Obviously, the first photo of the article is rather important. I don't like that we use the same photo as the lead photo for the page on helminths and on helminthiasis. As the helminthiasis page is talking about the disease caused by various helminths, how about moving up the new collage photo from Mexico to the top? Transmission seems to be via the eggs for the majority of work types. So the eggs are really important. Or take the schematic on how the infection occurs. I think that would be better than the photo of this one particular worm. EvM-Susana (talk) 23:22, 16 November 2014 (UTC)

You are absolutely right. Chhandama (talk) 05:47, 17 November 2014 (UTC)

Explanation about type and disease[edit]

Thank you, Chhandama, I am happy to see that someone else is also taking a deeper interest in this article! :-) (can you also take a look at the related one on helminths? I am unsure where the information about enumerating helminth eggs and analysing wastewater and sludge samples best goes (it is standard practice in sanitation), I am yet to add more information about it.

I looked at all your changes, and I think they are good and helpful. Only this one you had deleted but I think it is important because it helps to understand the bullet point list. I would like to add it back in:

"Helminth types Helminthiasis is caused by any of a number of helminths as shown below. In this list the name of the disease, i.e. the infection, is mentioned first (ending with -sis) and the name of the responsible organism is added in brackets afterwards:" EvM-Susana (talk) 08:09, 17 November 2014 (UTC)

History section[edit]

You (Chhandama) have moved the section that was currently under history to the page on deworming. I can partly see the logic in that. On the other hand, shouldn't we also have a history section on the disease here? I.e. when was it first described, who were pioneers in finding out the life cycles of these worms, who has advocated for eradicating it, how did things develop in developing countries, which major international initiatives are there now and since when? It might just be a matter of linking up with other relevant articles, e.g. there is a Wikipedia article on Guinea worm and the Carter initiatives that should be linked to. From that point of view I am not sure if it's helpful to have the history description split over 2 pages (this one and the one on deworming) as it's more than just deworming. At least they should be clearly interlinked (and we are having discussions on the deworming talk page if we should have two separate deworming pages, one for humans and one for animals as the issues are so different). EvM-Susana (talk) 08:09, 17 November 2014 (UTC)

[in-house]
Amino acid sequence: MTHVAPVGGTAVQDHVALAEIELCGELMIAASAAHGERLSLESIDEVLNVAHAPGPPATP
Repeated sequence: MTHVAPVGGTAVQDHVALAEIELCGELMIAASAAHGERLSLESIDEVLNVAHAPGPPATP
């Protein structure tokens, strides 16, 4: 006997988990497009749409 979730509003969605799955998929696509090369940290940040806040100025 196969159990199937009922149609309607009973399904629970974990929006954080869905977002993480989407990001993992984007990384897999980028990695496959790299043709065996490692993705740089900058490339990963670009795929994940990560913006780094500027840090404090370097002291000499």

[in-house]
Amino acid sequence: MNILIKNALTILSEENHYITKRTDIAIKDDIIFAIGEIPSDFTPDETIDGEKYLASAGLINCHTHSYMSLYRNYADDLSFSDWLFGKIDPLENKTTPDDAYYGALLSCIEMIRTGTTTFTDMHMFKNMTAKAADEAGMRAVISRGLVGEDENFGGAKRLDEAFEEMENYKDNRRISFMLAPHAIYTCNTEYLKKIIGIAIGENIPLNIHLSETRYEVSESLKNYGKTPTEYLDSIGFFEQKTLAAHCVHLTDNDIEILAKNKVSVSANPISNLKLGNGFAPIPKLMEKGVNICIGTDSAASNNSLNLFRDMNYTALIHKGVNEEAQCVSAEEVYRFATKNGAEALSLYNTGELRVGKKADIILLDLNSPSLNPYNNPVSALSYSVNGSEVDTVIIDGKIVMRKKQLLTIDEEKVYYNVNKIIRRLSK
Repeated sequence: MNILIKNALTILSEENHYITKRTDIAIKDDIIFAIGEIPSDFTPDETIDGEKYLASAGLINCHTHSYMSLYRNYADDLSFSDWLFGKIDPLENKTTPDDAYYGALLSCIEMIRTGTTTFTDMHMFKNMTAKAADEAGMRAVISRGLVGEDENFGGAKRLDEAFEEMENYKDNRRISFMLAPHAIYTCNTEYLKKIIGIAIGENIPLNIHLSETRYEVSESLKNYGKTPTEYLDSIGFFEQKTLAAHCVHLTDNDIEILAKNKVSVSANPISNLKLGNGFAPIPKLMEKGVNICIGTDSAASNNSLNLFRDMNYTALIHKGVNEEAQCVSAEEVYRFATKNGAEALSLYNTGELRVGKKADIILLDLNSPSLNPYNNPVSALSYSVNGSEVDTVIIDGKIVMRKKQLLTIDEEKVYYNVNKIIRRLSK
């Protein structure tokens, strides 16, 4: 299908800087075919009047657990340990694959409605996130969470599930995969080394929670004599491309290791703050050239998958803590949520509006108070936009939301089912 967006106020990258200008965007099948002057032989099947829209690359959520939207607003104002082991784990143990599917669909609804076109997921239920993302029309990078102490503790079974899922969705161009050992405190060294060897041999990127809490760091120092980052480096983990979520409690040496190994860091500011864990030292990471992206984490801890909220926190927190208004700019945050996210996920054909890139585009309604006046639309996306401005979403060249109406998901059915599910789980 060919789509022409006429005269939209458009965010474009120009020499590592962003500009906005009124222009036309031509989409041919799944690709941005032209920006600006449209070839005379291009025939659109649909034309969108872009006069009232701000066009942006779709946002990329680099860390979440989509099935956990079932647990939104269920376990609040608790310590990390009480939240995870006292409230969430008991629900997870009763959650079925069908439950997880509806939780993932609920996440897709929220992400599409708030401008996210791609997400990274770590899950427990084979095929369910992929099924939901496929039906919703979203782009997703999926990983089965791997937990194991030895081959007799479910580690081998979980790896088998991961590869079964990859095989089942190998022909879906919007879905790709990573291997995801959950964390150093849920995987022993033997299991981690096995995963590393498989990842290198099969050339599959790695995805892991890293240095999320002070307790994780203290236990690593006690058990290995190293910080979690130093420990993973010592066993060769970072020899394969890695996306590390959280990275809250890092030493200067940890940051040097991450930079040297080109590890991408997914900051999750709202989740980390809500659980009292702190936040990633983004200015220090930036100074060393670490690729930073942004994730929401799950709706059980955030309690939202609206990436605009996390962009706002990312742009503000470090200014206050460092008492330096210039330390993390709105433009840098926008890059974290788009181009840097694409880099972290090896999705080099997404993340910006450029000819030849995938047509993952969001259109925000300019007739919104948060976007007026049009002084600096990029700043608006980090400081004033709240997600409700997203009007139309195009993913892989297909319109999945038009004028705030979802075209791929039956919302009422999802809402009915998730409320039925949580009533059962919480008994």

Yes a history section such as you mention is a good idea. Doc James (talk · contribs · email) 23:49, 17 November 2014 (UTC)

New section to explain which helminthiasis are a neglected tropical disease[edit]

I have added a section to clearly show which of the helminthiasis belong to the neglected tropical diseases. I think this is helpful as it's so easy to get lost with all the worms. Can anyone think of a good reason why not all helminthiasis are classified as NTDs?? I think the list should be modified, e.g. perhaps Guinea worm infection could be removed from the NTDs as there are so few infections nowadays (which is great). EvM-Susana (talk) 23:57, 28 November 2014 (UTC)


Explanation about the -asis and -osis to denote the infection[edit]

You Chhandama have removed this part: A naming convention exists whereby the ending "-asis" (or in veterinary science more commonly the ending "-osis") at the end of the name of the worm is added to signify the infection with that particular worm, e.g. Ascaris is the name of a particular helminth, and Ascariasis is the name of the infectious disease caused by this helminth.

I would like to put that back in. The explanation on the "-asis" has helped me a lot when I first started to read about this. And for the "-osis" I can add a reference to this. I just haven't had time to add the reference but it is this paper that a colleague pointed out to me: Veterinary Parasitology, 29 (1988) 299-326 299 Elsevier Science Publishers B.V., Amsterdam -- Printed in The Netherlands Standardized Nomenclature of Animal Parasitic Diseases (SNOAPAD)* EvM-Susana (talk) 11:28, 21 December 2014 (UTC)

And also this paper, it talks about the same issue: Veterinary Parasitology 138 (2006) 169–178 Review Nomenclature for parasitic diseases: cohabitation with inconsistency for how long and why? Tibor Kassai * Department of Parasitology and Zoology, Szent Istva´n University, Faculty of Veterinary Science, 1078 Budapest, Istva´n u. 2, Hungary Received 6 June 2005; accepted 21 February 2006

Rather than deleting it, let's add the right references for this statement. EvM-Susana (talk) 11:31, 21 December 2014 (UTC)